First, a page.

FTC proposes new MUSA rules, ending apparel care guidance



The Federal Trade Commission (FTC) published a proposed rule for ‘Made in the USA’ (MUSA) claims for labels in the United States on July 16. It has also proposed to repeal its trade regulation on apparel care labelling. FTC said the apparel care labeling may be unnecessary as manufacturers would likely continue to provide care information to consumers. The proposed repeal was published on July 23.

The care labelling rule requires apparel manufacturers and importers to attach labels to their products that describe appropriate care for ordinary use of their product, including by use of approved care symbols instead of words. Comments on the repeal proposal are due on September 21.

The proposed rules on MUSDA claims would codify the FTC’s current standard that unqualified MUSA claims for a product should, at the time of the representation, have a reasonable basis for asserting that ‘all or virtually all’ of the product are made in the United States.
These claims are currently enforced through the FTC’s general authority to prevent unfair and deceptive practices.

The proposed rule would also provide authority to FTC to assess monetary penalties on unsubstantiated claims and would also extend the FTC’s enforcement authority to labels, mail order catalogues and online advertising. Comments on the proposed rule are due by September 14.

According to the FTC, the proposed rule would prohibit marketers from making unqualified MUSA claims on labels unless final assembly or processing of the product occurs in the United States; or all significant processing that goes into the product occurs in the United States; or all or virtually all ingredients or components of the product are made and sourced in the United States.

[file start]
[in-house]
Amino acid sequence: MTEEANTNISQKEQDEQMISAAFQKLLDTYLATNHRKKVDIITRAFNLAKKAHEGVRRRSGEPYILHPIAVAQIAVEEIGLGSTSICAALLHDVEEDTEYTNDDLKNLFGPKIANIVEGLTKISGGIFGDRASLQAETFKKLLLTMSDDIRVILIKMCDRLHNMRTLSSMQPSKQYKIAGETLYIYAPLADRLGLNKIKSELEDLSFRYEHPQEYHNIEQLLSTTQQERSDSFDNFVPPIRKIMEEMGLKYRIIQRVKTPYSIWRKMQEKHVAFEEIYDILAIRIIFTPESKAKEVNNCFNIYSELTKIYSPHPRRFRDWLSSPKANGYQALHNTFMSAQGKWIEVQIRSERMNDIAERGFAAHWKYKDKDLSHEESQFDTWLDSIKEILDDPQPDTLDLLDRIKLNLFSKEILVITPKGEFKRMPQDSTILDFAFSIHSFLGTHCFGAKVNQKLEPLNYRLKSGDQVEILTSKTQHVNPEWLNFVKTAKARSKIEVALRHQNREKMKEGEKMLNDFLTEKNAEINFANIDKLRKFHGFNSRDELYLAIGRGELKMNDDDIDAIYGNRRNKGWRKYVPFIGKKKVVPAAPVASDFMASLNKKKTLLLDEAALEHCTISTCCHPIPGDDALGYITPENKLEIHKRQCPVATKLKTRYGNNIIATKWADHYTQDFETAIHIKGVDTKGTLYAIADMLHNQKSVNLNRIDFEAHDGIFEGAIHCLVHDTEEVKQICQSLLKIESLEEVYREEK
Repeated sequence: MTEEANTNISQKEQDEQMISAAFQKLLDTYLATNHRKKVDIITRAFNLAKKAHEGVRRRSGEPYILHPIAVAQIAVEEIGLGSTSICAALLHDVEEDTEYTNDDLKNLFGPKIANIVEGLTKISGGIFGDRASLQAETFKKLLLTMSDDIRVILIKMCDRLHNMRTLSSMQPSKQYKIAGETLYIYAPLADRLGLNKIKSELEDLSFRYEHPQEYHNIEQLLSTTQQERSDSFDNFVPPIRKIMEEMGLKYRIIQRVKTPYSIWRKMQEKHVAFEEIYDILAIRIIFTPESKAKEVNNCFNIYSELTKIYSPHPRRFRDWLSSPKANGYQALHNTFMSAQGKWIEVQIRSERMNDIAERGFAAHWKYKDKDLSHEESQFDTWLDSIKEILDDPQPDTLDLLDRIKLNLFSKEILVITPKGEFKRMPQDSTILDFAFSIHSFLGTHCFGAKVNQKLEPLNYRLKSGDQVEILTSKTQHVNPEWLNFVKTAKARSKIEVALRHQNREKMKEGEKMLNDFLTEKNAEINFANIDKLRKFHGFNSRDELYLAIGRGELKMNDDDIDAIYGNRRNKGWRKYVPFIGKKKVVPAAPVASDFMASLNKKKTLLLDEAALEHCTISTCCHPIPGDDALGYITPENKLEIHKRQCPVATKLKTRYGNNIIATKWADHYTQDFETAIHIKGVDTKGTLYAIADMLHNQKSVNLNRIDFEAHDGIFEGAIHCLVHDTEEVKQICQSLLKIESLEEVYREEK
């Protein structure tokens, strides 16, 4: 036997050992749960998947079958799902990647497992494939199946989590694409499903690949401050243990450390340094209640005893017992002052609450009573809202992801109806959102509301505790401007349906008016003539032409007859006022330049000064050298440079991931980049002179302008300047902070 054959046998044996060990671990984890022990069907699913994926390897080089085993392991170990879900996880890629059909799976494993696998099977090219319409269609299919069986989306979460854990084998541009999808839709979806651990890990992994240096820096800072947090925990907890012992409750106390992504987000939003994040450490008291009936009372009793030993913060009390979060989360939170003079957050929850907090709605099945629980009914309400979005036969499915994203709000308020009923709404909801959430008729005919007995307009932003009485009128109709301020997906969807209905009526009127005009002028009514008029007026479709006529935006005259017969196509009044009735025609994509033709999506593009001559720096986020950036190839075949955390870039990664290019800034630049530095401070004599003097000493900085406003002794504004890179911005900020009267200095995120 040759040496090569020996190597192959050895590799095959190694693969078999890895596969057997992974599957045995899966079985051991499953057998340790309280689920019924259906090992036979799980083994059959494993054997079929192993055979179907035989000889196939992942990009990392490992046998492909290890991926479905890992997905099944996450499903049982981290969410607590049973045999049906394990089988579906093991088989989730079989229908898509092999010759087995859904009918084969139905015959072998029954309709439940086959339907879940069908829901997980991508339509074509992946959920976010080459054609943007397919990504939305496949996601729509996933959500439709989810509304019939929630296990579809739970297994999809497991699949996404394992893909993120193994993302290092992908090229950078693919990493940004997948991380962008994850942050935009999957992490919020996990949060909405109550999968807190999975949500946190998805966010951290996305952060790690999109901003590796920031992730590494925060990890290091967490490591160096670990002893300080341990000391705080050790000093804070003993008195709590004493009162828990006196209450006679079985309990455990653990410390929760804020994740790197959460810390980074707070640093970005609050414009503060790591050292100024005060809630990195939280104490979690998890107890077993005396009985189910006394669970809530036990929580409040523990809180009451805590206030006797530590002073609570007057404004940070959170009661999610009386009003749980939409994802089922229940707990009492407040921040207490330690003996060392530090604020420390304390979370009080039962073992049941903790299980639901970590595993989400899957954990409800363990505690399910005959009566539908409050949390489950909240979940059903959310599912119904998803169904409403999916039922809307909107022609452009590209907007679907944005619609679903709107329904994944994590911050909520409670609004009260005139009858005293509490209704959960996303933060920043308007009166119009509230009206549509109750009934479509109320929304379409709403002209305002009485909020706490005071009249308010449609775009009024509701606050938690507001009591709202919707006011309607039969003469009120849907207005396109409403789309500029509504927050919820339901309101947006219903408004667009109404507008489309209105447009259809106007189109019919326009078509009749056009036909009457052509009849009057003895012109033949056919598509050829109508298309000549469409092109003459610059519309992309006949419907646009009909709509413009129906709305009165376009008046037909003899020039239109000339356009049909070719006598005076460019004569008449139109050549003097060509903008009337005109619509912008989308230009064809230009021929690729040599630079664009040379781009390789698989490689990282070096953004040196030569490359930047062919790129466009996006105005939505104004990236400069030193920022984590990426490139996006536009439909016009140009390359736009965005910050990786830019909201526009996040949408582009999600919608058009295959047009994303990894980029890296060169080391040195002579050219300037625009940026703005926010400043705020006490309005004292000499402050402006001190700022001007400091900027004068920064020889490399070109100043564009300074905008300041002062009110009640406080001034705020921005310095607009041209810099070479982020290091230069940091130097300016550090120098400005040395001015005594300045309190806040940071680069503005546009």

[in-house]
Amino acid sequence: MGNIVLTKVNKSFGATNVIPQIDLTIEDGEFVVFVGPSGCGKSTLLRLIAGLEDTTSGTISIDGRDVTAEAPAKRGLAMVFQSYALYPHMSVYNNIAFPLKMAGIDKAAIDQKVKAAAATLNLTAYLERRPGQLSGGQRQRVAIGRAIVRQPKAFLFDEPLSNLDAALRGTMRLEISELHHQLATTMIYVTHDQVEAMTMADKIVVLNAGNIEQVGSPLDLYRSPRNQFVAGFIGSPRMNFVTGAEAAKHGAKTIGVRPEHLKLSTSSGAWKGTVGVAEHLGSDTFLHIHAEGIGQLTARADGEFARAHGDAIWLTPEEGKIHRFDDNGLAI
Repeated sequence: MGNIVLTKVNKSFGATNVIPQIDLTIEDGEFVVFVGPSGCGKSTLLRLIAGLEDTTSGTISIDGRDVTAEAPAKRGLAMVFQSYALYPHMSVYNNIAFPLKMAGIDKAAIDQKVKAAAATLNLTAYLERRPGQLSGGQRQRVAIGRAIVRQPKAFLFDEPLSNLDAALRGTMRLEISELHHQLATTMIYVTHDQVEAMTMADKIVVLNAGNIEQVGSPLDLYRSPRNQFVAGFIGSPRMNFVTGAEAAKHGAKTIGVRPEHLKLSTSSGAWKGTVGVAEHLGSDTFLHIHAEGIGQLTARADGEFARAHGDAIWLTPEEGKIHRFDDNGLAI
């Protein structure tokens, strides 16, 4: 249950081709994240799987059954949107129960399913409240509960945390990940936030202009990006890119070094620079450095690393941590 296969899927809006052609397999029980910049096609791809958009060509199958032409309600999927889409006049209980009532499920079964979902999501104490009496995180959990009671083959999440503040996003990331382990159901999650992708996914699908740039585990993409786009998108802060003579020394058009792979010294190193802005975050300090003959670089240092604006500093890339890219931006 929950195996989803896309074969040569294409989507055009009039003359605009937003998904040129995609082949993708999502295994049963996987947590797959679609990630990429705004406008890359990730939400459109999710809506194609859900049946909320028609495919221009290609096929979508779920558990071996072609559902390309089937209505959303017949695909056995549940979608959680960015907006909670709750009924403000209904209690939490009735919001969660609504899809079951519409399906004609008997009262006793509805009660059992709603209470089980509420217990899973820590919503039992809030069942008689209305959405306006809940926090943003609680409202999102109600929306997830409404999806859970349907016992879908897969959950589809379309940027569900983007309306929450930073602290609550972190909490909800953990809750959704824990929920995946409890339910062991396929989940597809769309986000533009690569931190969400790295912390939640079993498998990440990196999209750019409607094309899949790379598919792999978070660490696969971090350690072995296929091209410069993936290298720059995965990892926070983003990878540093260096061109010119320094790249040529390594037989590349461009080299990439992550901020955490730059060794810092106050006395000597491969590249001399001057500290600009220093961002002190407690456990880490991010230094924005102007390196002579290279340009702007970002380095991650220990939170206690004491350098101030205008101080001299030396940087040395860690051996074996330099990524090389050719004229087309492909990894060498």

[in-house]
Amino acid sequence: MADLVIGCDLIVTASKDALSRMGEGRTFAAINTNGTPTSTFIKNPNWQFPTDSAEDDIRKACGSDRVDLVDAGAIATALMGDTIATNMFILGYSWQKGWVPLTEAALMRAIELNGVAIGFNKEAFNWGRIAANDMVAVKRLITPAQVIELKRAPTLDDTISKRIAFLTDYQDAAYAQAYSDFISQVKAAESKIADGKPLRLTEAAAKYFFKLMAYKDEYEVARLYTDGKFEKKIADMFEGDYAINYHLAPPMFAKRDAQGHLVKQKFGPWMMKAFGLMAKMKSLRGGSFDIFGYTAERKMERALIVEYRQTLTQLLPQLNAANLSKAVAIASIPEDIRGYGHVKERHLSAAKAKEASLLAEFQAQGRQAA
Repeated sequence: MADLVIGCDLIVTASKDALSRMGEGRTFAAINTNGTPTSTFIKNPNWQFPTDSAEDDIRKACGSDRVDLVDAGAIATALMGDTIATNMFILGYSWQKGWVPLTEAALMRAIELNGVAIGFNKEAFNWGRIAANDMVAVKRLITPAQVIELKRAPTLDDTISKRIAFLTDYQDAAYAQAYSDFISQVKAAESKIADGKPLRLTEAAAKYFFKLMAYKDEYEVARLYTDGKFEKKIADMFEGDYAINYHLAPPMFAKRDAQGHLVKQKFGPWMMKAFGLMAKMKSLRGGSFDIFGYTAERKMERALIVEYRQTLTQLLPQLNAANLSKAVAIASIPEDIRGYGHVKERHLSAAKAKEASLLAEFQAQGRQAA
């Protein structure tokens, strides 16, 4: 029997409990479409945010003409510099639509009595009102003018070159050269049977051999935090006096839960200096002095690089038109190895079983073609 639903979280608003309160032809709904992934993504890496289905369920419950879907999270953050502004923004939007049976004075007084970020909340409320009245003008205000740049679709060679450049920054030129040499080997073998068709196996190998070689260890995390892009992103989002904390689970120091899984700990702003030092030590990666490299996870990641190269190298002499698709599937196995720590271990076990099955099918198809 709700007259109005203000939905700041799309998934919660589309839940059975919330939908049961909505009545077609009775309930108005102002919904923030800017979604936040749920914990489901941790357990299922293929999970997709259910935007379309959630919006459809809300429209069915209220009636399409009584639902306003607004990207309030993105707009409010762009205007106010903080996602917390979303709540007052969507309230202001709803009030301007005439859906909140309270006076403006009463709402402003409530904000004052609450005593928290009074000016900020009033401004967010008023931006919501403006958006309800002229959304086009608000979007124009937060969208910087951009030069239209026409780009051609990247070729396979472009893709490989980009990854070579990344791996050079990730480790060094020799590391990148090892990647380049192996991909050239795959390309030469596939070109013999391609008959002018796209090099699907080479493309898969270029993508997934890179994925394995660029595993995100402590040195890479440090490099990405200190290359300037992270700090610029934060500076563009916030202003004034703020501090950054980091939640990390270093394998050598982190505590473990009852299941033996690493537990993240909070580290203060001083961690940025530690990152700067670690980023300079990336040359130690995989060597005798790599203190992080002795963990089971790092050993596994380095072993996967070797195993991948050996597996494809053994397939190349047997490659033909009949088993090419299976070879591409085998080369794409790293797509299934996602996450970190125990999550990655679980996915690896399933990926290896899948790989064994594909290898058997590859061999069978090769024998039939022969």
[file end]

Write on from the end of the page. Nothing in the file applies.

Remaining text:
The proposed rule defines ‘Made in the United States’ to mean: “any unqualified representation, express or implied, that a product or service, or a specified component thereof, is of US origin, including, but not limited to, a representation that such product or service is ‘made,’ ‘manufactured,’ ‘built,’ ‘produced,’ ‘created,’ or ‘crafted’ in the United States or in America, or any other unqualified US-origin claim.”

According to the FTC, the proposed rule would not preempt federal or state statutes or regulations relating to country-of-origin labels, except and to the extent such laws or regulations are inconsistent with the rule. States whose protections are greater than the provisions of the proposed rule would not be considered inconsistent with the rule.

Fibre2Fashion News Desk (DS)

The Federal Trade Commission (FTC) published a proposed rule for ‘Made in the USA’ (MUSA) claims for labels in the United States on July 16. It has also proposed to repeal its trade regulation on apparel care labelling. FTC said the apparel care labeling may be unnecessary as manufacturers would likely continue to provide care information to consumers.





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